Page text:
REGARDLESS of the defensive concerns I was going to write about following another defeat, this time at Bristol City, everything at Turf Moor has been overshadowed for me this week by news of Jimmy Adamson’s death.
Until his first return to the club for decades when he finally received the acclaim of the crowd earlier this year when a suite was opened in his name, he had been virtually estranged after he was dismissed as manager by Bob Lord in January 1976.
He was undoubtedly one of the club’s greatest players, a gifted coach and a visionary manager. It was when he and Lord fell out - it was always implied that Bob wanted to build a ground, Jimmy a team - that it went sour for the man who skippered Burnley’s last title winning side and two seasons later captained the side in the 1962 FA Cup final at Wembley and was the club’s only Footballer of the Year award winner.
He is among the number of great players who somehow weren’t capped for their country, although it is a hallmark of his standing as a coach that he was Walter Winterbottom’s right hand man as England travelled to Chile for the 1962 World Cup finals.
Adamson was offered the full England manager’s job before Alf Ramsey, but felt he hadn’t yet got the right amount of experience to take it on at that point.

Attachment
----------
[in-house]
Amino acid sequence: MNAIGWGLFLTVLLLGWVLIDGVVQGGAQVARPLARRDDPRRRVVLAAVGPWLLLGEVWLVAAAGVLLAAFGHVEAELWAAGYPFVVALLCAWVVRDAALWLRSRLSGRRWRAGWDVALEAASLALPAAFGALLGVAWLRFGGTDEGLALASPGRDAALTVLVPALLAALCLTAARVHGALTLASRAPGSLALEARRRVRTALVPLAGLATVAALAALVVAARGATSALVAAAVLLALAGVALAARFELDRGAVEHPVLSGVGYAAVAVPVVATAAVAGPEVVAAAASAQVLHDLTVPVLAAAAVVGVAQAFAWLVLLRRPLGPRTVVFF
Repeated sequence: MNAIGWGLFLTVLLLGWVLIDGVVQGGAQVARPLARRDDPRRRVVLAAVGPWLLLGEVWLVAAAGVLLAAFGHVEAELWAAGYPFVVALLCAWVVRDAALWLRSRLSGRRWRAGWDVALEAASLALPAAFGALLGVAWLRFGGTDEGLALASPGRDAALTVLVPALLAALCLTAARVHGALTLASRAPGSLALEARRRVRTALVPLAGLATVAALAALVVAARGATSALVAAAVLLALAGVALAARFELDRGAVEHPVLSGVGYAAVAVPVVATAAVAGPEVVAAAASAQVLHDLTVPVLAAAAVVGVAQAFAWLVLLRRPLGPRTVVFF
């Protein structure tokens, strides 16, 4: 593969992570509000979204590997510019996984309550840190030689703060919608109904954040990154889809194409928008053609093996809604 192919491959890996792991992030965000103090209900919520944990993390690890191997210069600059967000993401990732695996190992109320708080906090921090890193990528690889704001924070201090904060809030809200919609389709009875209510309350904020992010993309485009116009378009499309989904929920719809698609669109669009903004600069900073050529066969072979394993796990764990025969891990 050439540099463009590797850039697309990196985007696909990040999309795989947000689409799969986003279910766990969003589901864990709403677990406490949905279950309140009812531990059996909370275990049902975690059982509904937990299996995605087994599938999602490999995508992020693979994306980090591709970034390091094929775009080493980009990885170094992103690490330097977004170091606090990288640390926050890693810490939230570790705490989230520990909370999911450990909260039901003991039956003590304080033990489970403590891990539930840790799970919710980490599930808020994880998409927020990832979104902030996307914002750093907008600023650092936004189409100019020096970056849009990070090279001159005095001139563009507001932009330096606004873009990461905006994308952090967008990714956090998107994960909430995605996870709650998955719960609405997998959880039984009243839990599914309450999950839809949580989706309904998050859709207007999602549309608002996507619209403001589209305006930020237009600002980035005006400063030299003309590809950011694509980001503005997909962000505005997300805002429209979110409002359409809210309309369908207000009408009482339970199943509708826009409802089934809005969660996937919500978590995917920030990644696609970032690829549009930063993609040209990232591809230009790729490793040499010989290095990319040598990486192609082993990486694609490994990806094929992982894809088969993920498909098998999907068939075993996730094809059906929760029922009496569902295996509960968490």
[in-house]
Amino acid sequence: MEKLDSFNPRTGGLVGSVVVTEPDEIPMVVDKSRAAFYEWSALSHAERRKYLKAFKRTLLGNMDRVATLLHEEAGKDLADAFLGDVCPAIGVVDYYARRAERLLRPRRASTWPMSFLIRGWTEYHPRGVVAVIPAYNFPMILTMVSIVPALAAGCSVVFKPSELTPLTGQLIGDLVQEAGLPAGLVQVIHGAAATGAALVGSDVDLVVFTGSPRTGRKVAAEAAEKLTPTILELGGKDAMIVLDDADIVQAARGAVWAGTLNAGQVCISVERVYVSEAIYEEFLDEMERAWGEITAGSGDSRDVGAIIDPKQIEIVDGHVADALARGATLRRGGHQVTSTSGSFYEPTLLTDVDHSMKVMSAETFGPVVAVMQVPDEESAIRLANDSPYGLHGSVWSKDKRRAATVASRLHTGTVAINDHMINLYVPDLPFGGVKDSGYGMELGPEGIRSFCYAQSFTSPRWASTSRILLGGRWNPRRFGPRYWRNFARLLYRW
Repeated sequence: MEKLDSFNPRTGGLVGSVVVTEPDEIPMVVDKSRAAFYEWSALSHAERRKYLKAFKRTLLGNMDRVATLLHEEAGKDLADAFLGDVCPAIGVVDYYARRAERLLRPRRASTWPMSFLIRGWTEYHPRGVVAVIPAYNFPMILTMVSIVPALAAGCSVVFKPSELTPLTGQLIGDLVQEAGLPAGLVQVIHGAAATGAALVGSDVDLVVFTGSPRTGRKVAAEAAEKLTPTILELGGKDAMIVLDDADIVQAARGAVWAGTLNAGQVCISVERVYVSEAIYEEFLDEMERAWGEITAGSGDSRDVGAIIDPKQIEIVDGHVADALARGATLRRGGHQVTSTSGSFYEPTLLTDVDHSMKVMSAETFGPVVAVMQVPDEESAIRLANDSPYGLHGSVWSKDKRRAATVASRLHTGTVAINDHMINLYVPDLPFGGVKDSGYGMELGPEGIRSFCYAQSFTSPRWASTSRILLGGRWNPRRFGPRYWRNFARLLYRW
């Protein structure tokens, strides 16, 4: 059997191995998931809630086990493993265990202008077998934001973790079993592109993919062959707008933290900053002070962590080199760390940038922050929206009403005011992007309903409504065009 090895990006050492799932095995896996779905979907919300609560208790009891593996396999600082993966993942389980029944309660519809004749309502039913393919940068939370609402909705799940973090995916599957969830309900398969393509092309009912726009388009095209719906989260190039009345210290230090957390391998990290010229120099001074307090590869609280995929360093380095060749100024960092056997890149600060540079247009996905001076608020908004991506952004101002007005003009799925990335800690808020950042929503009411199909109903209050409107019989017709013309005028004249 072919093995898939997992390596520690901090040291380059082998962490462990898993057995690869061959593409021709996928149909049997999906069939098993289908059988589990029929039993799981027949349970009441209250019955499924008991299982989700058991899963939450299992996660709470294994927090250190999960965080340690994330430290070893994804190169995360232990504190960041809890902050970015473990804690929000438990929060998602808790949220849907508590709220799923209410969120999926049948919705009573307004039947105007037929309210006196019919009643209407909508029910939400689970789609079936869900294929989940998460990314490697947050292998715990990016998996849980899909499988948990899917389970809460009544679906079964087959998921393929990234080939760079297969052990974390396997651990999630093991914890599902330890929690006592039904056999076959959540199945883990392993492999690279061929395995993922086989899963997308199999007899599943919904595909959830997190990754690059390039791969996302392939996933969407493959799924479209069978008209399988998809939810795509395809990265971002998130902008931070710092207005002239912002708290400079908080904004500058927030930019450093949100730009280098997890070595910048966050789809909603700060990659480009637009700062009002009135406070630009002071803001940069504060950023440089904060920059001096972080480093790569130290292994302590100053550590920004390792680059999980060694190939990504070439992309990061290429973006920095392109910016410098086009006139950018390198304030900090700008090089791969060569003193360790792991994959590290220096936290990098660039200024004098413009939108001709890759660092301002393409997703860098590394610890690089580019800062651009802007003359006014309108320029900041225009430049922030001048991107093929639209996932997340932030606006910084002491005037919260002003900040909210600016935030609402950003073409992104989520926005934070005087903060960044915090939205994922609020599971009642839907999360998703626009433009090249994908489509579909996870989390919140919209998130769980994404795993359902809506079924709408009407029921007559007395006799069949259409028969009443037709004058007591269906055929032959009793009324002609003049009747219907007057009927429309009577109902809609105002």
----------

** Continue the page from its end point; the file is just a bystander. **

As a boy I was captivated by his team of the 70s from 1973 onwards.
The side, which featured a cutting edge of current chief exec Paul Fletcher and Frank Casper, was skippered by Martin Dobson in his first spell (soon to depart for Everton a few games after I first went to a first team match at the Turf), included the powerful, skillful, flying winger Leighton James, the tactical nous of Doug Collins and had the solid-as-a-rock Colin Waldron at the heart of defence. It is the best Clarets team I have seen.
They played a cavalier sort of football and were superb entertainers - the only side of recent times to echo this was, dare I say it, Owen Coyle’s in the 2008-2009 promotion season.
Adamson had dubbed them the team of the 70s. They may have lived up to the billing had they not been sold or succumbed to injury.
They were easy for a schoolboy to support.
So I’m taking time out from the present to give Adamson a last, deserved, salute.